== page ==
Tuesday, 5 June 2012


With the warm weather comes bears.
We live in prime bear country and there are certainly bears here.
Since moving into our house eight years ago, we have had bear incidents every season.
Some stories are fairly mundane, while others are exciting.

I don't want this blog to become a guns and ammo forum, but living in the country and keeping livestock demands a minimum level of wildlife control.
You don't often need to pull the trigger, but it is important to be able to do so if the need arises.

Many people tell us that the pigs are bringing them in, but we have had bears long before there were even chickens with us.
The garbage is the usual target and the number of times that trash has been strewn across the driveway has been too often to count.
I finally built a proper garbage box last year, but if they can't get into that, they may head for the chickens.

Kira's aunt and uncle lost several chickens to a bear last season.
It would go right into the coop, grab a snack and go.
Then it would keep coming back for more whenever it was hungry.
That bear found a new home in a freezer.

I have learned to put out a decoy to get the bear to come into the light where I can get a clean shot.
It also serves to keep them away from the chickens until I get myself ready.
If we totally cleaned up all traces of food and food waste in the yard, the bears would probably go straight for the chickens.
I can't let that happen.

We have a firearm suitable for large bears.
It's a short range affair, but it is proven.
Bears can be extra dangerous if the first round doesn't work, so it had better do it's job right away.
These rounds are extremely effective at short range.
I don't plan on getting too close though.

It is ironic that by preparing for bears, your fear of them is cultivated.

However, Kira wants me to be proactive and would like me to take steps to protect the home.
She interprets my lack of concern as the same attitude that killed the crocodile hunter years ago.
I am relaxed about bears because they are mostly predictable; if you scare the bear, it will run away.
There have been historical exceptions though, and I would hate to get famous for being stupid.

There has been bear sign this week.
Two large piles of bear poo, a track in the mud on the way to the pig enclosure,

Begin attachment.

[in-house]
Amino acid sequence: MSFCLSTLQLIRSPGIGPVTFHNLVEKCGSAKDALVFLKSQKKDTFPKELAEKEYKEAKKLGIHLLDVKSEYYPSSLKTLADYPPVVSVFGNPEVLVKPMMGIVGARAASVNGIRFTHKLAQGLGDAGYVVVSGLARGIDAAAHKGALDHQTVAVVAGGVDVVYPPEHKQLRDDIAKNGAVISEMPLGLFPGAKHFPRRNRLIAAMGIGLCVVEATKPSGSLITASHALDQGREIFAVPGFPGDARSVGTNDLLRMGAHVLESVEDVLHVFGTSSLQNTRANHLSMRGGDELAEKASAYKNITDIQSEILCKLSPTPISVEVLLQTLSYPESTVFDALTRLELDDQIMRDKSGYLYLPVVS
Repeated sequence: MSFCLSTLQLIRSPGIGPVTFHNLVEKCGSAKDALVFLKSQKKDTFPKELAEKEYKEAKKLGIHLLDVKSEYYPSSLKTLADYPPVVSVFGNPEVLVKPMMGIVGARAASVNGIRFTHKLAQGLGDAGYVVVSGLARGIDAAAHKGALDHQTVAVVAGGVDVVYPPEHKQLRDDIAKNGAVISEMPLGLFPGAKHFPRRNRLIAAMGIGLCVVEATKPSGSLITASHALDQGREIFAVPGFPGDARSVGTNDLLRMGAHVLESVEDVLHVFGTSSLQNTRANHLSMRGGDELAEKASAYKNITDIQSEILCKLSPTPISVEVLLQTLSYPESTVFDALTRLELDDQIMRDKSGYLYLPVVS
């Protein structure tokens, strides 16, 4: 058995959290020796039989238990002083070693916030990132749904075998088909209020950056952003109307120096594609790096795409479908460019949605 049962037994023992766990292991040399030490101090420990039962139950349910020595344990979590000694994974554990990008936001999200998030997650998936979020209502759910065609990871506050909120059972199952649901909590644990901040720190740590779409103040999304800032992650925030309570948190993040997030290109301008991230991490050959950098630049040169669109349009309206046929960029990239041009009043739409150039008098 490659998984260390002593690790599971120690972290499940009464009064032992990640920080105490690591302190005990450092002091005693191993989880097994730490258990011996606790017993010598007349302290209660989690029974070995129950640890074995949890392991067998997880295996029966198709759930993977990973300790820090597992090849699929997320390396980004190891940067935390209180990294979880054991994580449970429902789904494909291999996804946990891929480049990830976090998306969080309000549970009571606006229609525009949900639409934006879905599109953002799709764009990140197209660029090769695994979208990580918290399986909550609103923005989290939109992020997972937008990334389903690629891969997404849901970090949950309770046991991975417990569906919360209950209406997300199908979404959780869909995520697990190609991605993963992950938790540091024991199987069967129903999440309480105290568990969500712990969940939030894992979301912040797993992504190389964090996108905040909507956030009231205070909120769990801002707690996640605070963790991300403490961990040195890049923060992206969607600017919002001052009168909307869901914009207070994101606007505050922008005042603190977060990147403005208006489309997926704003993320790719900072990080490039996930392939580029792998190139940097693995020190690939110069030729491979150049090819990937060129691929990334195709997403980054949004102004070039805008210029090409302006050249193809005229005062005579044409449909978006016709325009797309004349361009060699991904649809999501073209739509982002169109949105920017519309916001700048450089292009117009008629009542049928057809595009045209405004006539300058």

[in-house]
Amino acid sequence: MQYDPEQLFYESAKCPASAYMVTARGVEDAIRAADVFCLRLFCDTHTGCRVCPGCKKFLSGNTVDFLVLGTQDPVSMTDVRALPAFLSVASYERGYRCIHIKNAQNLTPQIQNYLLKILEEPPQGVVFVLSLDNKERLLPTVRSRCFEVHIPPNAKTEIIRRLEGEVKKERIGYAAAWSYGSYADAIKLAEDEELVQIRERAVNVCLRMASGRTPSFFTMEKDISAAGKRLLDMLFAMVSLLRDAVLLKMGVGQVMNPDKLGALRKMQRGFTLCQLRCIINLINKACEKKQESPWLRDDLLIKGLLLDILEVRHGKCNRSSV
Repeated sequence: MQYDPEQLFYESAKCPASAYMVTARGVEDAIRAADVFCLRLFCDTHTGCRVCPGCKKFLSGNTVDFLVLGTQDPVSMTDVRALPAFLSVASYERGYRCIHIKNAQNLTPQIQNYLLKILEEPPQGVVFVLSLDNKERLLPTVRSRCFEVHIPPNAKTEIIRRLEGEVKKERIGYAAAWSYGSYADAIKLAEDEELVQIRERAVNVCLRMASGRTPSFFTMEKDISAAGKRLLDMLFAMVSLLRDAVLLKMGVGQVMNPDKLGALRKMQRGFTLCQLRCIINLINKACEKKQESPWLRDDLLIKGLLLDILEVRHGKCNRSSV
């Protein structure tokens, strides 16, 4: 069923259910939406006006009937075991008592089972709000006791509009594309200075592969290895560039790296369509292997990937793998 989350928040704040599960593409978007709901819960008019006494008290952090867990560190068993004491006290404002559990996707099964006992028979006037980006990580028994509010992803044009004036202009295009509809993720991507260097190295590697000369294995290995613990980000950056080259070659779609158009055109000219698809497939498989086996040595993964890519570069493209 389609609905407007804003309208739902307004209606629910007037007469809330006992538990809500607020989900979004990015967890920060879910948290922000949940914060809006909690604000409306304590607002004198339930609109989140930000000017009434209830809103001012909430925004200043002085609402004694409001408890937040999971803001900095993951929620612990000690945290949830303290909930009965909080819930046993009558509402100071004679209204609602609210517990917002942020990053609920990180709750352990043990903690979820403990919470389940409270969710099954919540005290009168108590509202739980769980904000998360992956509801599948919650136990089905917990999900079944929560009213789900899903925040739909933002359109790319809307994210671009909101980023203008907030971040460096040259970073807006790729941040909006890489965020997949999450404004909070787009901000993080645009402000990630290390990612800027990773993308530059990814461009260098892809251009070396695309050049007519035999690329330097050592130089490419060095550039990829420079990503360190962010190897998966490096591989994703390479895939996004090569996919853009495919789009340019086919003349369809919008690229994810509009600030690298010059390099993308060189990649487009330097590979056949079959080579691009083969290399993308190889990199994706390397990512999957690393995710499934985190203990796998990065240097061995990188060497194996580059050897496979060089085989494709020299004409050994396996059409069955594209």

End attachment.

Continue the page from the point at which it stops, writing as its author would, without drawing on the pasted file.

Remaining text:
and a sighting by a neighbor.
The bear is extra large and I was warned to watch for trouble.

Martin was here today with his family to see the ducklings.
He thought he saw something large lurking along the treeline, but he is hunting all of the time, even while we're having tea. I figured he was just seeing things.
I guess it may have been the bear.

We have been through these nights many times before.

Every noise stirs your attention and sleep is shallow.

It is a little exciting, but the novelty wears off when there has been damage done.

I am hoping for a quiet night.

But I am ready for a bear.


  1. Andrew, I will be sending out good thoughts for the safety of your home and your family. As a scrappy suburban kid with naive hopes for future homesteading, I must say the thought of possibly embarking on this type of task in the future is quite frightening. Please keep us updated!

    1. Thank-you for sending us positive energy.
      I must admit that as dangerous as bears can be, they are still wild animals that are far more threatened by us than we are of them.
      A black bear around here would never intentionally attack a human. There have been some incidents but normally it is because people run away from the bear. If you didn't know already, you must never run from a black bear. It's like throwing a ball for a dog; it triggers an impulsive instinct to chase.
      Of all the bears we have had in the yard, only one refused to leave when asked politely. He did move along, but stubbornly. He was just young and hadn't yet learned to fear humans.
      We have taken one bear for ourselves to eat, but I will only do that if the conditions are right.
      Humans have an instinctul fear of predators that likely goes back to when we were not in control of the food chain.
      Intellectually speaking, there are much greater dangers in the world than bears.
      Perhaps we conjure up the extra fear in order to justify acting savagely on our primal instincts.
      I hope to get some pictures if the bear is bold enough to come into the light.
      You can bet I'll post the story if something exciting happens.